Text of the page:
Even twenty years ago, one of the things I noticed living in London was that strangers never spoke to each other. I remember a friend ('but why would you want to speak to a stranger') saying that he never intervened if he saw someone being attacked or harassed.
Every few months the Guardian publishes an article, usually by a young, white, middle-class London mother, about the street culture inhabited by their children.
Here's a Jenni Russell with another one.
"That kind of thing happens all the time," she said. It was only a few months since another friend of hers, a girl, had been beaten up by a group of teenagers on a bus while the adults on board stared studiously out the windows.
"For this generation, growing up in London, the assumption that there is safety in numbers no longer holds true. That assumption only works if you can trust that the people around you are ready to help if you are threatened. But people appear increasingly reluctant to intervene in public places. They are scared, or indifferent, or embarrassed, or afraid of being accused of assault themselves. Nor does anyone have any confidence that, if they do intervene, they will be backed up by others."
She puts her finger on the problem here. And being a Guardianista fails to draw the relevant conclusion.
In all the discussion of antisocial behaviour, we seem to be missing an essential element. The police cannot prevent crime, intimidation or harassment. All they can hope to do is occasionally catch a perpetrator. They are meant to be the enforcers of the rules that we as a society have decided to live by - not the only upholders.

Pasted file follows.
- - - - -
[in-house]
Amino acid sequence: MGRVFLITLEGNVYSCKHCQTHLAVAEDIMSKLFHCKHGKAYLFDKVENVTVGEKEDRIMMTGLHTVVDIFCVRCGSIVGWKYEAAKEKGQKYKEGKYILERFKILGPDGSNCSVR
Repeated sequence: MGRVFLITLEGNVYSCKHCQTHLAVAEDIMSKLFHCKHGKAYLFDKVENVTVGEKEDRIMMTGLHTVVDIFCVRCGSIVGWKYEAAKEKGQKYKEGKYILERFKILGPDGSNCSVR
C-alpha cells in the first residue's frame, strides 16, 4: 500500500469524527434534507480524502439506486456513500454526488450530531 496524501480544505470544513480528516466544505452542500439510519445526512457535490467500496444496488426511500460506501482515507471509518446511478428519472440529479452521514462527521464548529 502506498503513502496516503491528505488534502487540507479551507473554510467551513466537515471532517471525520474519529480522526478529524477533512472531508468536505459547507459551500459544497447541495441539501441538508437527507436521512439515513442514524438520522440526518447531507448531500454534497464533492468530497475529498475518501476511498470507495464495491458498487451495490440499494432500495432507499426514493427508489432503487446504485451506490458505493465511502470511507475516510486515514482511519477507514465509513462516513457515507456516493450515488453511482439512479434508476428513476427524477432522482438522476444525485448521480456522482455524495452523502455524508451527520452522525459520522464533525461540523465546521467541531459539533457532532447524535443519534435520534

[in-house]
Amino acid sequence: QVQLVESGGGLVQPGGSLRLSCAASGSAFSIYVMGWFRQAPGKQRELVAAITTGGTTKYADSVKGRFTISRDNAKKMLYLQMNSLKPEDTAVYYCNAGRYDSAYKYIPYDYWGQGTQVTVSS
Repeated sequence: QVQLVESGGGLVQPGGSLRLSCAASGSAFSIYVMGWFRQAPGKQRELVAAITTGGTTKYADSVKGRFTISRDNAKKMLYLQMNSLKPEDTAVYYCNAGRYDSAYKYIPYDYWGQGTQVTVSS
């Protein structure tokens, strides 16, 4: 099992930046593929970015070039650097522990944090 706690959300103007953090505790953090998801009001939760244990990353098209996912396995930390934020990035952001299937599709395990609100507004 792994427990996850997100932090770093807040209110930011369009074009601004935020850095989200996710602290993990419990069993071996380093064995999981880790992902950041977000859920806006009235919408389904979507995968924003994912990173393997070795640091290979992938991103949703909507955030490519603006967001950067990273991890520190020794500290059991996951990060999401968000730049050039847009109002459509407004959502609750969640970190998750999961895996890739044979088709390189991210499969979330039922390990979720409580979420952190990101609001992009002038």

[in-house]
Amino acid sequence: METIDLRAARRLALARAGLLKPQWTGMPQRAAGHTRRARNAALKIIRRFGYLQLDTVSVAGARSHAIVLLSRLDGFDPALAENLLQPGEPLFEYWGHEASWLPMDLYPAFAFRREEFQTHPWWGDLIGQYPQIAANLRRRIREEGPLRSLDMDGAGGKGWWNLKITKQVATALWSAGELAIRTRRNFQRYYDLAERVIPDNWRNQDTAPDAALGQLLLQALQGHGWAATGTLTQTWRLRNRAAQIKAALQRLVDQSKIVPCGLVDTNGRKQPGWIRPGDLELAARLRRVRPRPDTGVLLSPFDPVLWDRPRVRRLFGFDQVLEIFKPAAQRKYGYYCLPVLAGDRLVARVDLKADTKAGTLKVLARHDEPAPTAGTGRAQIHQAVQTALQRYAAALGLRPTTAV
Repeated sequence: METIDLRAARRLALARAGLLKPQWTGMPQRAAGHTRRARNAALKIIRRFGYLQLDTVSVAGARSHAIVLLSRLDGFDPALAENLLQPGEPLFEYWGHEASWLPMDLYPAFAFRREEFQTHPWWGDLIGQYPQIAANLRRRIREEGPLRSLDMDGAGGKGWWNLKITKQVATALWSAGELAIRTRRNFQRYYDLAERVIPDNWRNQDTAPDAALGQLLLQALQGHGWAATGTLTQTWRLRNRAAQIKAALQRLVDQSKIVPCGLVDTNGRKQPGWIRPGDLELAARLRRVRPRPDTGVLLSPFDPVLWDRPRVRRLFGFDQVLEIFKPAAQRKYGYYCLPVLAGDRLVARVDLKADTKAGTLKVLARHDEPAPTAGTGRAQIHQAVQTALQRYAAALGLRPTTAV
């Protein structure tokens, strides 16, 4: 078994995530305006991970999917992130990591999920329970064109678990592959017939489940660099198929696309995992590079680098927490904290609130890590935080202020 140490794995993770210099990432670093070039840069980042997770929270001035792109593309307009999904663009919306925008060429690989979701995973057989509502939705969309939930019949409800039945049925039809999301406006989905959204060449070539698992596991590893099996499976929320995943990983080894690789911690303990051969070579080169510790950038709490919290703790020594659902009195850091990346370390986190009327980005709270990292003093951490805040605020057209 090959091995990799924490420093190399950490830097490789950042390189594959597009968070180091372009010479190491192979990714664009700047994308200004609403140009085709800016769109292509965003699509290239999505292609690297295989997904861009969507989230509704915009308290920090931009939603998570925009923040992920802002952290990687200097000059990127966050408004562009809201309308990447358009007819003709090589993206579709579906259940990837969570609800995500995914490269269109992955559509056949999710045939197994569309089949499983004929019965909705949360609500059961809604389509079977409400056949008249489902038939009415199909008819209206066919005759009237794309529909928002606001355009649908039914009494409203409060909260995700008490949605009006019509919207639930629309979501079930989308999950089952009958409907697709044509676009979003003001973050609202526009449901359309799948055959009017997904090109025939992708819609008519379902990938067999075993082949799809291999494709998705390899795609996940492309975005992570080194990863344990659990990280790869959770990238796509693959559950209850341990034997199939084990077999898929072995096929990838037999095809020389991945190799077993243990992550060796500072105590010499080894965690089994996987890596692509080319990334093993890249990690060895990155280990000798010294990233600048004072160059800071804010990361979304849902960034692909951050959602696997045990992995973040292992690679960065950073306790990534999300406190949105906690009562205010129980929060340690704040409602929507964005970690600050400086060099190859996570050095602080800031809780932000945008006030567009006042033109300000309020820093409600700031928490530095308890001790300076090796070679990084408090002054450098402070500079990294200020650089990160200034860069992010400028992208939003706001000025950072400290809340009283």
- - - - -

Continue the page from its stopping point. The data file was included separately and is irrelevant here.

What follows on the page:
The point is - what does "upholding" the law mean in practice ? If it means anything, it has to mean "enforcement". When an assault is actually happening, the only way to stop it is by force or intimidation.
But this is 'taking the law into your own hands' - exactly whhere it ought to be, of course, but verboten for a Guardianista, and an option which is is hated by the criminal justice system far more than any crime. Let's say you tackle the villains on the bus and you don't get stabbed. You have just carried out what a lawyer would call 'an assault on a child'. The underclass are well supplied with 'their' tax-funded lawyers and social workers. You could well be the one facing charges - and if one of the villains is from an ethnic minority (other than English) then heaven help you. Racist assault on a child - it doesn't get much worse than that, does it ?
If we see people being mistreated, then surely we cannot just turn away and thank God that we are not the targets. If that is what we are doing, then we are starting, literally, to become less civilised.
Got it in one.
Oh, Well Played...
5 hours ago